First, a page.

The Big Bang Theory had a recurring character, a likeable dimwit named Zach who was best-known for saying things like, "That's one of the great things about science—there's no one right answer." That's cute (and utterly false), but in the Time of the Pandemic, in these life-or-death days, being dimwitted (especially intentionally so) is not likeable or useful or acceptable. It's criminal.
Not everybody is good at math and science. That's just a fact of life. However, I've never understood why it's socially acceptable to brag about one's deficiency in that area. ("Oh, I'm horrible at math...giggle.") It's like standing up at a formal dinner party and announcing that you have really bad incontinence. It happens, but keep it to yourself (in both word and deed).
It was obvious from the start of this mess that the media would often take the lazy route and just throw a bunch of numbers at the watchers/listeners/ readers. That way, there is something for everybody and essentially nothing for anybody. You give people a smorgasbord of figures and they can pick and choose what they want to bolster their argument or (as is more often the case) to give themselves an excuse to ignore the reality that's right in front of their faces.
I could spout real (and important) numbers, but then I would be engaging in the same folly I just criticized. More enlightening are trends. There is a figure known as the Effective Reproduction Rate R (sub-t). If it is above 1.0, the virus is likely to spread quickly. If it's under 1.0, that will slow the spread. Arizona was well above 1.0 when the shelter-in-place order went out. Within a couple of weeks, it dipped below 1.0 and stayed there for the entire month of April. As soon as Doug Ducey opened up the state, it skyrocketed back over 1.0 and stayed there from the beginning of May until the end of June. Last week, it dipped just below 1.0 but as of this writing, that's been revised to just about 1.0, which means the virus is, as of the Weekly's deadline, on the spread.
I highly recommend looking at the website rt.live. You can see the charts and the curves that illustrate how Ducey has failed us, how local leaders have nudged things in the right direction, and (most importantly) how the vast majority of Arizonans are taking this (and each other's health) seriously and bending this monster to our will.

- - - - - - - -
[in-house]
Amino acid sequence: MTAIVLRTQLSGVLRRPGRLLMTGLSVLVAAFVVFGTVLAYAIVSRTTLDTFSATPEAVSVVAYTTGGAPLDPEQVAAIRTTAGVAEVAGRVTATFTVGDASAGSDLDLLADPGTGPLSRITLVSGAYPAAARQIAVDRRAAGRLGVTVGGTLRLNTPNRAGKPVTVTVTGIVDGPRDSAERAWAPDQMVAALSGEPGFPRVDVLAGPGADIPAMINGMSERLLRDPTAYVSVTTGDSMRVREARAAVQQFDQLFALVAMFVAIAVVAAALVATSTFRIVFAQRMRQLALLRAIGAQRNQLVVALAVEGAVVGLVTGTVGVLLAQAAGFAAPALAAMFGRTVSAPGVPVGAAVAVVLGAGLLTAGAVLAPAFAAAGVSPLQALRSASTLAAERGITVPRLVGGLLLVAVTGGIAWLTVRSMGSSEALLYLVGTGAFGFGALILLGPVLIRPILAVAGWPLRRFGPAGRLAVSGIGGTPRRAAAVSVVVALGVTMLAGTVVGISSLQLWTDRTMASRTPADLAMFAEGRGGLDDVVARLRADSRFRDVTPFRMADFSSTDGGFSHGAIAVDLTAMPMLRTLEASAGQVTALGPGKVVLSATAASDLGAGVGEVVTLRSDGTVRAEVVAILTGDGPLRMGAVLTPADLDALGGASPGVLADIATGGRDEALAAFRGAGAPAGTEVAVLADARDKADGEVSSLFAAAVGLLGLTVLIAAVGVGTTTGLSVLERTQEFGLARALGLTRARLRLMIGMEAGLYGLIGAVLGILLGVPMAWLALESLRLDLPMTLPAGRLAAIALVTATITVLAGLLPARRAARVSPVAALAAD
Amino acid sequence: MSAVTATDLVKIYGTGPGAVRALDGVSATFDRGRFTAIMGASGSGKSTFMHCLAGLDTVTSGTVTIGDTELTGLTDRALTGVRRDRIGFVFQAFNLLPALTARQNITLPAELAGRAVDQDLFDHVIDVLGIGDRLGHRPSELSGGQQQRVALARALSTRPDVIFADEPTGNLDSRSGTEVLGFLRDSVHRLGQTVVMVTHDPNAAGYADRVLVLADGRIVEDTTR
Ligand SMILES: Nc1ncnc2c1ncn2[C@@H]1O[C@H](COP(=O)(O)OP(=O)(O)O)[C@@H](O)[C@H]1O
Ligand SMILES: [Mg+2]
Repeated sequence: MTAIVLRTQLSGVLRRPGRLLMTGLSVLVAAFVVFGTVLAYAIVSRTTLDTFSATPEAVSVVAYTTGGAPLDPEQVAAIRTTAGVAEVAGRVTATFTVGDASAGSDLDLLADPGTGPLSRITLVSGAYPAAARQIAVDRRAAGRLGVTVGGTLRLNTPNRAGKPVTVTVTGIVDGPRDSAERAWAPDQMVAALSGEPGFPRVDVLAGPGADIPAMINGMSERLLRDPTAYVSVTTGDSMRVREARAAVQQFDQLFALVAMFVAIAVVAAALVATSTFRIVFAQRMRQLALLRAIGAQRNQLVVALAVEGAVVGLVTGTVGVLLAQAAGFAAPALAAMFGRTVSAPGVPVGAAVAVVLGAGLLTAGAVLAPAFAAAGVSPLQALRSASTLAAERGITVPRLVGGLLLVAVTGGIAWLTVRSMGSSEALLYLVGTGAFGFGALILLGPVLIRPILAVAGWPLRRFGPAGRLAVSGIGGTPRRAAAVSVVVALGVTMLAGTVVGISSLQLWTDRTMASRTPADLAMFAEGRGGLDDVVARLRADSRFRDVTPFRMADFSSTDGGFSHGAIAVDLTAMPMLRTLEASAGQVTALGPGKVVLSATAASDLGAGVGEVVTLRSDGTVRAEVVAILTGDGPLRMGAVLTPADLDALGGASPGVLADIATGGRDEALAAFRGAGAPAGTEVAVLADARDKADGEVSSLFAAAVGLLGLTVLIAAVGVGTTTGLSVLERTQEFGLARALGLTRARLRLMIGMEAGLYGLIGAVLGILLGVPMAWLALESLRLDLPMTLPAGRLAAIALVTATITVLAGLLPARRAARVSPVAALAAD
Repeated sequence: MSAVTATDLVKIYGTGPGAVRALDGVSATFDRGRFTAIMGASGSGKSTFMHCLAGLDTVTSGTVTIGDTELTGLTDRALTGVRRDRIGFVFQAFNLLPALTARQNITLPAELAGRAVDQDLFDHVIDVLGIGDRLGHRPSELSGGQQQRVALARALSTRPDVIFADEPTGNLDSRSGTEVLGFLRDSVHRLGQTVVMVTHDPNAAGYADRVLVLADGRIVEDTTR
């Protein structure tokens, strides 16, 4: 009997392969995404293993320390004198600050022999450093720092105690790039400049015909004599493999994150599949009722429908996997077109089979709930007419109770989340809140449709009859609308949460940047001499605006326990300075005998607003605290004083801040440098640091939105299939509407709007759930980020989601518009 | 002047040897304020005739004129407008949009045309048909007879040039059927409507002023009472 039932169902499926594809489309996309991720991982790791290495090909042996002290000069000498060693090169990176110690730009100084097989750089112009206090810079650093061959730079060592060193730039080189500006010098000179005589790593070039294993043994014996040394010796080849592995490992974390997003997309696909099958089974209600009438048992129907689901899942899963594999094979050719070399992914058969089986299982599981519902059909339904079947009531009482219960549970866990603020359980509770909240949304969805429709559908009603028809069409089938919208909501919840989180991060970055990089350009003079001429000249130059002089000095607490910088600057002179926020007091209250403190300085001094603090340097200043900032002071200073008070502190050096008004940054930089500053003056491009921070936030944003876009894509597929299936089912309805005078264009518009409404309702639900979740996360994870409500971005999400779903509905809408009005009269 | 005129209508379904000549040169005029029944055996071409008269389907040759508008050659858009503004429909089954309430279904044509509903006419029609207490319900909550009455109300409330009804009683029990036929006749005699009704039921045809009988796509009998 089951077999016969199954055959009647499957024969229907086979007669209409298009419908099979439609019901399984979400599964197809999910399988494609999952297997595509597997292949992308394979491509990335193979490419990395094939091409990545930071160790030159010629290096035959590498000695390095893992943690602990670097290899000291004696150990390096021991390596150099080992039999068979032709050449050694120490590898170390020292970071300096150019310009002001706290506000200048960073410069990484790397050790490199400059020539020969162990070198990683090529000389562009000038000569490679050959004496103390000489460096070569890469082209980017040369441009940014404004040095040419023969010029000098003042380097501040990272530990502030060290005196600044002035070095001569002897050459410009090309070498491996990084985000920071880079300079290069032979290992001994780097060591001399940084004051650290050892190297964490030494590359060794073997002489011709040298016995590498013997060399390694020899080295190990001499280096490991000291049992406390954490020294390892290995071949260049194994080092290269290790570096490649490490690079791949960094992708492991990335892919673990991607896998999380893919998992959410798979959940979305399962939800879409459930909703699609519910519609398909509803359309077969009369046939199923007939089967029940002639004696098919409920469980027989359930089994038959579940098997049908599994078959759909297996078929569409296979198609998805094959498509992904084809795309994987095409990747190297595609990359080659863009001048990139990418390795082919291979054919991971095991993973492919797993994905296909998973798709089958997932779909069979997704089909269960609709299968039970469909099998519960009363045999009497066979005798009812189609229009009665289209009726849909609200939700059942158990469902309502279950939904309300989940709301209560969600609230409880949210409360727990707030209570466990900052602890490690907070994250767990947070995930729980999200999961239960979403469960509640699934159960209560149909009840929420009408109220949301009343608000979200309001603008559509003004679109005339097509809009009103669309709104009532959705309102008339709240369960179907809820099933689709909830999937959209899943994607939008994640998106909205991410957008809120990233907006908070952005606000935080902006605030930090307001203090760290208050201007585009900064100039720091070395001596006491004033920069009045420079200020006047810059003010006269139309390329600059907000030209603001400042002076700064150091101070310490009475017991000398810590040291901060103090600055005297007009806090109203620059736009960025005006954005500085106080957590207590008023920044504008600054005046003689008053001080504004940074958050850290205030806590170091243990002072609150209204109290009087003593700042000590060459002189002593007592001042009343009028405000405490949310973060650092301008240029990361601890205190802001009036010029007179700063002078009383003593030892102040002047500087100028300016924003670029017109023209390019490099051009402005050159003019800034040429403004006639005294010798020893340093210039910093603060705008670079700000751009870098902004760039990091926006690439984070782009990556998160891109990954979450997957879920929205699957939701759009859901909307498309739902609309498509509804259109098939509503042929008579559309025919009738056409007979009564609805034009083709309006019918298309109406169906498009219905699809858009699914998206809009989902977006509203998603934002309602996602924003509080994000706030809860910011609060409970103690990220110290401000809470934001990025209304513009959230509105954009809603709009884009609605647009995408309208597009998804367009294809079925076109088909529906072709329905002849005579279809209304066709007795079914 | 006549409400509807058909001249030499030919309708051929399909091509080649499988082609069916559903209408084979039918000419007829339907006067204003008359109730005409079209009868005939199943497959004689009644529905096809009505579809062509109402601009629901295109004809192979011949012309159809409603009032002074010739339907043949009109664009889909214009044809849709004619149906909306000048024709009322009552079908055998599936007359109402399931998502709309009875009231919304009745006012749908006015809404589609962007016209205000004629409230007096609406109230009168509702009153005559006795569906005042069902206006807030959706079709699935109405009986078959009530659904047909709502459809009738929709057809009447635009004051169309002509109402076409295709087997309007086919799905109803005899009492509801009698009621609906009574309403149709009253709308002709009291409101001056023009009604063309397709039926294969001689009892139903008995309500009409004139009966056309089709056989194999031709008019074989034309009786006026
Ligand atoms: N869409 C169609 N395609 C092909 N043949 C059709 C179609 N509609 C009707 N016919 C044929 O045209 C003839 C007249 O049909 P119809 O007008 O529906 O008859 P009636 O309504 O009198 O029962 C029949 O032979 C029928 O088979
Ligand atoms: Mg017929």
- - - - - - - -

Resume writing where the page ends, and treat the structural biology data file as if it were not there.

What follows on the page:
Not everybody is on board. There are radio talk-show ass-clowns who, like their Lord and Master, are incapable of admitting that they were wrong about the virus. And there is Pima County Supervisor Ally Miller, who somehow believes that wearing a mask can cause cancer from your own bad breath blowing back into your lungs. (She is on her way out; her mind left quite a while ago.)
Sitting through online Mass today, I realized that the gospel about the man who sowed good wheat seed only to have an enemy come along and sow weeds in with the good seed had a modern relevance. The internet can be a valuable source of good information, but it is also a cesspool of ignorance. For every balanced journalistic story about Dr. Fauci, there's a website that claims that his wife is the sister of Ghislane Maxwell. (Sadly, I'm not making that up.) For every informative Covid-19 website, there are four or five that use racist language to describe a virus that's definitely a hoax but has killed the same number of people as the flu, except those people aren't really dead because an out-of-work game-show host knows that the names were made up by the Deep State to hurt Trump's re-election chances.
Websites like rt.live help us to understand that which we already know in our hearts and minds. It doesn't take a math genius to know that infections are going to spike a couple weeks after Arizona goes from sheltering in place to opening up bars and gyms. What it does take is someone who is willing to see and acknowledge the truth. The saying that "there are none so blind as those who will not see" has never been more true. The governor of Oklahoma tested positive for COVID-19 a couple weeks after attending the disastrous Trump rally in Tulsa (without a mask) but swears that there is no way he got the virus there.
I take great solace in knowing that almost everybody these days is wearing a mask. None of us enjoys it, but we're doing it for each other.
I hope that the stores hire gigantic security people to tell the mask-less morons to take their sorry asses on down the road so that the overworked and underappreciated store workers won't have to. I'd be willing to add a surcharge to help pay for the guards. Wouldn't you?
These pariahs don't get the math because they're too dumb to understand it. And they don't get America because they're too selfish to embrace it.